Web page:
Say what you will about Capcom and their tendency to produce too much of a good thing, (you have only to observe the store shelves and count the seemingly numerous Mega Man
titles that are there), when it comes to producing quality software and giving consumers what they want, few companies can do better. It is this philosophy that has allowed them to create franchises that have left a lasting impression on the gaming scene; Mega Man, Resident Evil, and Devil May Cry are a few that come to mind. Ironically, it can be argued that in some cases, Capcom is a victim of its own successes.
A few of Capcom’s other products have caused gamers to form the impression that the company took certain aspects of their successful items and adapted them to specific circumstances. For instance, due to the success of the Resident Evil game series, Capcom’s next venture, Dino Crisis, was billed as ‘Resident Evil with dinosaurs.’ The same was true when Capcom released Onimusha: Warlords as a Playstation 2 launch title; it was immediately dismissed as ‘Resident Evil with samurai.’
Both Dino Crisis and Onimusha would become best-sellers for their respective systems. Faced with these circumstances, Capcom crafted sequels for each adventure. A second Dino Crisis adventure appeared on the original Playstation, with the third episode debuting on the Microsoft Xbox. As for Onimusha, Capcom would release an additional sequel on the Playstation 2 before bringing the series to its ‘conclusion’ with the third Onimusha game, subtitled ‘Demon Siege.’
While ‘Demon Siege’ was billed as the final Onimusha adventure, Capcom has never been a company to rest on its laurels for any series. This rationale has led to the release of the fourth Onimusha adventure, ‘Dawn of Dreams.’ How does it stand up against its predecessors?
In crafting this fourth Onimusha adventure, Capcom pitched it as ‘a completely new Onimusha, with a new hero in a new era.’ These proves to be the case, since this episode takes place in a feudal Japan where Nobunaga Oda is vanquished and his retainer, Hideyoshi, has succeeded him. However, despite Hideyoshi’s fair policies, he falls prey to outside forces, leading to the rebirth of the Genma, the same evil that plagued the heroic samurai in the previous Onimusha episodes.
Tasked with restoring order to Japan is Soki, Oni of the Ash. He is a blond haired samurai who initially comes across as brash, but eventually shows his true colors as the quest progresses. He is later joined by Jubei Yagyu, Ohatsu, Tenkai, and Roberto. Each of these members has specific strengths and weaknesses, and while they may fall into standard group archetypes (one is best for long-range attacks, while another is the group’s muscle), they each have their own unique personalities. Minokichi, Soki’s monkey companion, is also on hand to give the group advice, along with serving as a means of transport to previously-visited areas.
The graphics in Dawn of Dreams are smooth. In fact, one looking at this game would be hard-pressed to classify it as a Playstation 2 adventure. The character designs possess great detail, and the locales show great attention to detail as well. The sound, which consists of sword slashes, enemy grunts, and item collection chimes, is sufficient, although the voices of the various characters, specifically Soki and Jubei, can come across as annoying. The game’s music fares better, with riveting scores accompanying boss battles and cut-scenes. The music also varies its pitch depending on the situation, which does its part in adding atmosphere to the adventure.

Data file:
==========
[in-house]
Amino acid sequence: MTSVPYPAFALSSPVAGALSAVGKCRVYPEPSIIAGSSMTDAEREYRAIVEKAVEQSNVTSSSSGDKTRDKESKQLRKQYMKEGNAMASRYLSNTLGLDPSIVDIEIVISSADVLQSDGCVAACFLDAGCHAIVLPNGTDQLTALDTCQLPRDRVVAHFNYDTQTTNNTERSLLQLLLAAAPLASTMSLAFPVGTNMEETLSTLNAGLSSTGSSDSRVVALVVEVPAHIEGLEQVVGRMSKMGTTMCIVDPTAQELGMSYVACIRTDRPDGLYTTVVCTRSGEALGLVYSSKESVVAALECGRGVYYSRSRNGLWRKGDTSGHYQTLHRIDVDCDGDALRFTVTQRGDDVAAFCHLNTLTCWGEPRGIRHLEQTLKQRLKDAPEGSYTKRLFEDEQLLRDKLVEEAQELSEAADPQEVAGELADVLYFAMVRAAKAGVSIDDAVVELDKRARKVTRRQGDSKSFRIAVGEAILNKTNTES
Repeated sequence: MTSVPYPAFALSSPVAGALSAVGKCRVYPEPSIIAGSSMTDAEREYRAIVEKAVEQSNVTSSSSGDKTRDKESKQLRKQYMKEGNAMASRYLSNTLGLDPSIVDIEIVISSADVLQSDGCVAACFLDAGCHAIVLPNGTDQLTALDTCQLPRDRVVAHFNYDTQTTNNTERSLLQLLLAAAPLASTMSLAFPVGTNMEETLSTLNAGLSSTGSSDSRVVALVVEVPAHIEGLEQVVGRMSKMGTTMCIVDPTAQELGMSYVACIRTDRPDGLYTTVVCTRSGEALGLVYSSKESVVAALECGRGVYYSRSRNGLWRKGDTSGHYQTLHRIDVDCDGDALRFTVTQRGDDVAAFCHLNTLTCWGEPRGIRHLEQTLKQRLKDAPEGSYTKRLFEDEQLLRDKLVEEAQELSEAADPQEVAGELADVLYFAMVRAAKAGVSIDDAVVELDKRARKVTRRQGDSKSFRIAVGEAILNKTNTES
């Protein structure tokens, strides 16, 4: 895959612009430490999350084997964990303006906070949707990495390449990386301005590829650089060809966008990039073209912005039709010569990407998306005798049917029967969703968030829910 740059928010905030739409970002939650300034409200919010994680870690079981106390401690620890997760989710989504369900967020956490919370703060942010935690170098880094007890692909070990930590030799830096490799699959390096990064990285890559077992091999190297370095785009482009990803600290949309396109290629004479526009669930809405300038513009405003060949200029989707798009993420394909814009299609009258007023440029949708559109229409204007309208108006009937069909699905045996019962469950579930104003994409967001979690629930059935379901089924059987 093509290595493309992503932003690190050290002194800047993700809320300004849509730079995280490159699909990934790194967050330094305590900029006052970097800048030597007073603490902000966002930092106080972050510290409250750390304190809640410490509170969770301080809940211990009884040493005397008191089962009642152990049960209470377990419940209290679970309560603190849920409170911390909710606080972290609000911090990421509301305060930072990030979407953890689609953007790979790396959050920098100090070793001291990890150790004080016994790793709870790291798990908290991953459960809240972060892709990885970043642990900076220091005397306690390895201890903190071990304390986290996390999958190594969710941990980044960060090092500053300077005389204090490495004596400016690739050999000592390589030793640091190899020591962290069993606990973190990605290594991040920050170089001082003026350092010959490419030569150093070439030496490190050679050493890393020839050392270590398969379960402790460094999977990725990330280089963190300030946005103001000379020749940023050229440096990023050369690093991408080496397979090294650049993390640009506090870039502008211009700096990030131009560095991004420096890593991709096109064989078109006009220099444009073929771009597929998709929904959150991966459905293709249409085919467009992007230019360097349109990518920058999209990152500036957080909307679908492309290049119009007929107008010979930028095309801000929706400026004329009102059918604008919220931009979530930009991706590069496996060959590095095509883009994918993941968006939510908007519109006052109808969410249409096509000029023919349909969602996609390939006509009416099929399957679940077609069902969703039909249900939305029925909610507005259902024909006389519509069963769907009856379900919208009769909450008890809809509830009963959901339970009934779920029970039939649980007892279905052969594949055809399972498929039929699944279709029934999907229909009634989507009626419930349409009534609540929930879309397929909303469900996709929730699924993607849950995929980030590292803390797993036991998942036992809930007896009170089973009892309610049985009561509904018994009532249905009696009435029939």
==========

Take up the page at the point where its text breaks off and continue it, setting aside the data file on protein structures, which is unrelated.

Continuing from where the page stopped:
Onimusha: Dawn of Dreams may be similar to its brethren in terms of graphics, but it distinguishes itself in two key areas: control and replay value.
Previous Onimusha experiences have used a control scheme that was made common in Resident Evil. This interface relied on using the digital pad for movement, an unpopular choice in three-dimensional action games due to the lack of quick response. While the third Onimusha game allowed the option of analog movement, the fourth Onimusha game makes it standard. The game also allows camera control with the right analog stick, an improvement over the fixed system used in previous Onimusha games. The result is a smoother, efficient experience.
Dawn of Dreams also separates itself from the previous Onimusha games through length. Contrasting with the brevity found in previous episodes, Dawn of Dreams spans two discs of play, leading to an estimated 15-20 hour quest. Although initially impressive at first, this length is achieved by reusing areas and bosses, which may not delight gamers expecting constant freshness.
While the above factors make this new Onimusha adventure a dream come true, two main factors threaten to turn the adventure into a nightmare. The first is the story’s presentation. While action games are not necessarily known for epic tales, they are known for how those tales are presented. Onimusha’s tale is lacking because it relies too much on action movie clichÃ?Â©s (The main villains laugh almost constantly and the main character is frequently referred to as ‘the last hope for humanity’). The second factor is the game’s inherent complexity. Players will end up using every button on the Playstation controller to do everything from basic attacks to purifying attacks, to combo attacks. While many will welcome this challenge, new players may feel overwhelmed.
Despite these faults, this new Onimusha experience is certainly one that can be enjoyed by all. While this new adventure may have its differences from the previous games, it does share one similarity: combining sharp action and puzzle solving with excellent production values.